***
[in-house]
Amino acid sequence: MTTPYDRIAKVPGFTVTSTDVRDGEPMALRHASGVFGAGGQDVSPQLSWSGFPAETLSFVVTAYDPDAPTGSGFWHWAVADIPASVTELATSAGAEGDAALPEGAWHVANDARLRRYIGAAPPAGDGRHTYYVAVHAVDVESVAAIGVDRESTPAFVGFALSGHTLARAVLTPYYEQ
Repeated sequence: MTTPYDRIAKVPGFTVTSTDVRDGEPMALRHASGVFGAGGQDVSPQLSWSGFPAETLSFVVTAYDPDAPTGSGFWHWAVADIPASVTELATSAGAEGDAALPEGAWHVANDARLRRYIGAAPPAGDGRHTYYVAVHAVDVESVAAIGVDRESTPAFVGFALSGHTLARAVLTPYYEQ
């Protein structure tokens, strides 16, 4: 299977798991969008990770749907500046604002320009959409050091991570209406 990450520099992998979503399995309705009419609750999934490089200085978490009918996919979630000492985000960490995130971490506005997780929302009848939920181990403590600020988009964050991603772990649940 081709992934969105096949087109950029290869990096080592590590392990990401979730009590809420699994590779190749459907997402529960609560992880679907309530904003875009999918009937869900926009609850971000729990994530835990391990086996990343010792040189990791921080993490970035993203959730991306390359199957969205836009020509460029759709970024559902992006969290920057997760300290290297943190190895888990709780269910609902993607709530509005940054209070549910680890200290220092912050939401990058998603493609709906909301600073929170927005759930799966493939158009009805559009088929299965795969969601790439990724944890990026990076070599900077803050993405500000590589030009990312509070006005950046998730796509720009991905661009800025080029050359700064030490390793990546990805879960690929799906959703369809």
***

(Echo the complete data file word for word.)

[in-house]
Amino acid sequence: MTTPYDRIAKVPGFTVTSTDVRDGEPMALRHASGVFGAGGQDVSPQLSWSGFPAETLSFVVTAYDPDAPTGSGFWHWAVADIPASVTELATSAGAEGDAALPEGAWHVANDARLRRYIGAAPPAGDGRHTYYVAVHAVDVESVAAIGVDRESTPAFVGFALSGHTLARAVLTPYYEQ
Repeated sequence: MTTPYDRIAKVPGFTVTSTDVRDGEPMALRHASGVFGAGGQDVSPQLSWSGFPAETLSFVVTAYDPDAPTGSGFWHWAVADIPASVTELATSAGAEGDAALPEGAWHVANDARLRRYIGAAPPAGDGRHTYYVAVHAVDVESVAAIGVDRESTPAFVGFALSGHTLARAVLTPYYEQ
């Protein structure tokens, strides 16, 4: 299977798991969008990770749907500046604002320009959409050091991570209406 990450520099992998979503399995309705009419609750999934490089200085978490009918996919979630000492985000960490995130971490506005997780929302009848939920181990403590600020988009964050991603772990649940 081709992934969105096949087109950029290869990096080592590590392990990401979730009590809420699994590779190749459907997402529960609560992880679907309530904003875009999918009937869900926009609850971000729990994530835990391990086996990343010792040189990791921080993490970035993203959730991306390359199957969205836009020509460029759709970024559902992006969290920057997760300290290297943190190895888990709780269910609902993607709530509005940054209070549910680890200290220092912050939401990058998603493609709906909301600073929170927005759930799966493939158009009805559009088929299965795969969601790439990724944890990026990076070599900077803050993405500000590589030009990312509070006005950046998730796509720009991905661009800025080029050359700064030490390793990546990805879960690929799906959703369809």